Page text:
No other stock with this thumb rest is known before that period - and certainly not of the second decade of the 16th c.

m
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Old 23rd March 2012, 06:18 PM   #5
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Quote:
Originally Posted by Matchlock
... that the stock was made as late as the 1560's because it already shows the characteristic deeply cut thumb rest of the early Spanish-Netherlandish musket stocks. ...

Amazing how this detail was in use, with practically the same shape, until just the other day.

.
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Old 23rd March 2012, 07:39 PM   #6
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Absolutely true, 'Nando,

And let me add that the characteristc 'Spanish' toe on the underside of the buttstock goes back to Italian and German pistols of ca. 1535-40!
Attached are
- a North Italian three-barrel revolving matchlock pistol (Luntendrehling) of ca. 1535-40, in the Palazzo Ducale, Venice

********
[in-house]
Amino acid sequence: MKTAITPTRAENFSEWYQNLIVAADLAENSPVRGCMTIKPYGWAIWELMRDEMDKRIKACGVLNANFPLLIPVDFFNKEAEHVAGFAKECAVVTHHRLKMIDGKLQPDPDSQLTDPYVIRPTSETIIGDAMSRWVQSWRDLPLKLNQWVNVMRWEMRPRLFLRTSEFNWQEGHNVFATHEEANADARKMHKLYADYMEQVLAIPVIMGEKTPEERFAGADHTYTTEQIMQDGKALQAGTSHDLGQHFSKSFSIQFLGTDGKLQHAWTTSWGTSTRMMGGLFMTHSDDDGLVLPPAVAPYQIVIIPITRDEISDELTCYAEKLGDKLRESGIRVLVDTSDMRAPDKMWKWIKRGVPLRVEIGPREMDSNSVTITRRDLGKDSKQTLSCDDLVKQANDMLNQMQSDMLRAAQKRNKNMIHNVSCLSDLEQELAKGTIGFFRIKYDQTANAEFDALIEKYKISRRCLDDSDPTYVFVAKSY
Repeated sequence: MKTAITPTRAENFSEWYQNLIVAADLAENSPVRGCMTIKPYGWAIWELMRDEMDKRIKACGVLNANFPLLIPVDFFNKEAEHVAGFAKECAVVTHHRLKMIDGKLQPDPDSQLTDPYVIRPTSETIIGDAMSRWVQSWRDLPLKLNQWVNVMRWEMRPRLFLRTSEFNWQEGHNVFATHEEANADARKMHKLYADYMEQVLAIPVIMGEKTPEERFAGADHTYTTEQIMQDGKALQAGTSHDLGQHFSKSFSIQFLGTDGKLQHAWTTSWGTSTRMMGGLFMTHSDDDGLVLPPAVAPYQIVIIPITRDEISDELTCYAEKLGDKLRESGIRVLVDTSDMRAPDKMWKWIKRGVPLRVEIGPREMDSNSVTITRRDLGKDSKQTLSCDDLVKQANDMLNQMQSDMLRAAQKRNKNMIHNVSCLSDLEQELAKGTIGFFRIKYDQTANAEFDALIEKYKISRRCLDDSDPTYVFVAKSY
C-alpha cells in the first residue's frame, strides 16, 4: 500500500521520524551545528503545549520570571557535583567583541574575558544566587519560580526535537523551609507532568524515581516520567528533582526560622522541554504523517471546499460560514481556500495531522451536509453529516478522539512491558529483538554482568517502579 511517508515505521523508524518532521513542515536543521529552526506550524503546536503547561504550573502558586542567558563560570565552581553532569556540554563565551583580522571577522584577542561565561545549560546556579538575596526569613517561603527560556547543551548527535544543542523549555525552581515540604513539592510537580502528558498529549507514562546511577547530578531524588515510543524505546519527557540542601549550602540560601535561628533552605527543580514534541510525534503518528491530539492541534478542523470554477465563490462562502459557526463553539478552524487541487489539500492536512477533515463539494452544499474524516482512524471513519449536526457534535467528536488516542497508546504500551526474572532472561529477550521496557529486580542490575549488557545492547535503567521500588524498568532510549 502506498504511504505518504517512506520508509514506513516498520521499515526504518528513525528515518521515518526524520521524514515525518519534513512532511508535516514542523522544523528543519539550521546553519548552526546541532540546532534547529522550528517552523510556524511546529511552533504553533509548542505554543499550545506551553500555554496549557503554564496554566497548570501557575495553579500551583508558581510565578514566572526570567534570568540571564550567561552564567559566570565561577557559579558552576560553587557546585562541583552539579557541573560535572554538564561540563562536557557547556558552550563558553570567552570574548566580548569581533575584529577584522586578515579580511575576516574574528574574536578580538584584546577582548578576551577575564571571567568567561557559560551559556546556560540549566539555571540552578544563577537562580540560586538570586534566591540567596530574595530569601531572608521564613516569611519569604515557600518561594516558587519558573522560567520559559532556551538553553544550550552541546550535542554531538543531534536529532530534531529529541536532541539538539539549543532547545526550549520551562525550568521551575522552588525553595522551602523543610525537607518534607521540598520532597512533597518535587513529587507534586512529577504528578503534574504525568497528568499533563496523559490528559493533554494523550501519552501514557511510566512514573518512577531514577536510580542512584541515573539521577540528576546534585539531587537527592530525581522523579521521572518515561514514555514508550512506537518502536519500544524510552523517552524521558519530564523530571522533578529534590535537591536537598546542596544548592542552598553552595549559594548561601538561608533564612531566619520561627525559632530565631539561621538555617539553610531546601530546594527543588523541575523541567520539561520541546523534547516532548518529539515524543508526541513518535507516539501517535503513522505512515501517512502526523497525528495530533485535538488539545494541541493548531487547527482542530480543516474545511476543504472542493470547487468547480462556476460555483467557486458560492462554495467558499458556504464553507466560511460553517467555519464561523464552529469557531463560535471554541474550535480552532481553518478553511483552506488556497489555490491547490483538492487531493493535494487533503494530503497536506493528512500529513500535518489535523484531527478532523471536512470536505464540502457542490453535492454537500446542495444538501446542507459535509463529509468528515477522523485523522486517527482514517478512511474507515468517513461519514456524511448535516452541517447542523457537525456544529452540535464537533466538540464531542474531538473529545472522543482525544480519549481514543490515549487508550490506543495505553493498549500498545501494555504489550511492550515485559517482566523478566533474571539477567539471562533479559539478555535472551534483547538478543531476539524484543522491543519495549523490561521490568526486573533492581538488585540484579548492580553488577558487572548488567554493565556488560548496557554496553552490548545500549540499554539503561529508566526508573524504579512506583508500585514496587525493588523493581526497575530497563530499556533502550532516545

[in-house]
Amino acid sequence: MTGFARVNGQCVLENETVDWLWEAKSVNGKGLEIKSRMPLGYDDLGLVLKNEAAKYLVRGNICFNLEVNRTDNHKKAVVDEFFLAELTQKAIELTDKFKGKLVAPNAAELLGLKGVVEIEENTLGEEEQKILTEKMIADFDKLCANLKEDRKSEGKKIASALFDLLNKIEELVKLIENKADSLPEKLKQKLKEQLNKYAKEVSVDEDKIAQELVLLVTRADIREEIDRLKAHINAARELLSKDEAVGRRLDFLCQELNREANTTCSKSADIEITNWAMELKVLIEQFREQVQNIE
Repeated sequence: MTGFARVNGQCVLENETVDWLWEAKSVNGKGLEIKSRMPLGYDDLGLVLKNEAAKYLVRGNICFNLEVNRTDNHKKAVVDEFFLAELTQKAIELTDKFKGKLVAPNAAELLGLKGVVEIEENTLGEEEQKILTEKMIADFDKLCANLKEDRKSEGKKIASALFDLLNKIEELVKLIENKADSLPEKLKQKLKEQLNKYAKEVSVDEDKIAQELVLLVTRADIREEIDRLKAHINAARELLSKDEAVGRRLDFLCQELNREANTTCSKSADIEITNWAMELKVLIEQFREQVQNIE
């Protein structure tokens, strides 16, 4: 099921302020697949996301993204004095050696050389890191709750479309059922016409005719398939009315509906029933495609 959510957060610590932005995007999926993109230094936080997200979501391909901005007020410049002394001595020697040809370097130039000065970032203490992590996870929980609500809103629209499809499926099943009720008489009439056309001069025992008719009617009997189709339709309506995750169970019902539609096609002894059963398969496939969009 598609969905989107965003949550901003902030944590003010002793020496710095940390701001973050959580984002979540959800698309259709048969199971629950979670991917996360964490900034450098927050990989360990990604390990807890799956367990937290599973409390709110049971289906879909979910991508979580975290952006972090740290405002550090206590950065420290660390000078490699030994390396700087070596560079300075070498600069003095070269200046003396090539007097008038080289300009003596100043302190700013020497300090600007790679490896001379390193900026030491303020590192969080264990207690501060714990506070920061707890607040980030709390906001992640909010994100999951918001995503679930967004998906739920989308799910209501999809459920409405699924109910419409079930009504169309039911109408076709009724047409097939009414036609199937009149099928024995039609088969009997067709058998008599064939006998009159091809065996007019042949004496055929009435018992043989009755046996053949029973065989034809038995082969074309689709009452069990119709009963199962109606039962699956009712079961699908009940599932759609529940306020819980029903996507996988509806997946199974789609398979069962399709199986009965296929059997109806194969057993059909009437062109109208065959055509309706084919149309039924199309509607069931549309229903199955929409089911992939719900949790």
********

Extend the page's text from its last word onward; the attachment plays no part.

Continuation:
- a fine Nuremberg wheellock pistol of ca. 1535-40, in the Musée de l'Armée, Paris

Best,
Michael
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Last edited by Matchlock : 23rd March 2012 at 07:52 PM.
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Old 6th April 2012, 03:18 PM   #7
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One more stock provided with a characteristic carved thumb rest, mounted with an earlier barrel, caliber 19,5 m/m, dated circa 1470.

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Old 6th April 2012, 04:09 PM   #8
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Hi 'Nando,

I am glad you came in with this - and thanks a million for leafing thru your library!

I knew this piece, of course; it is in a Czech museum and was published by Durdik.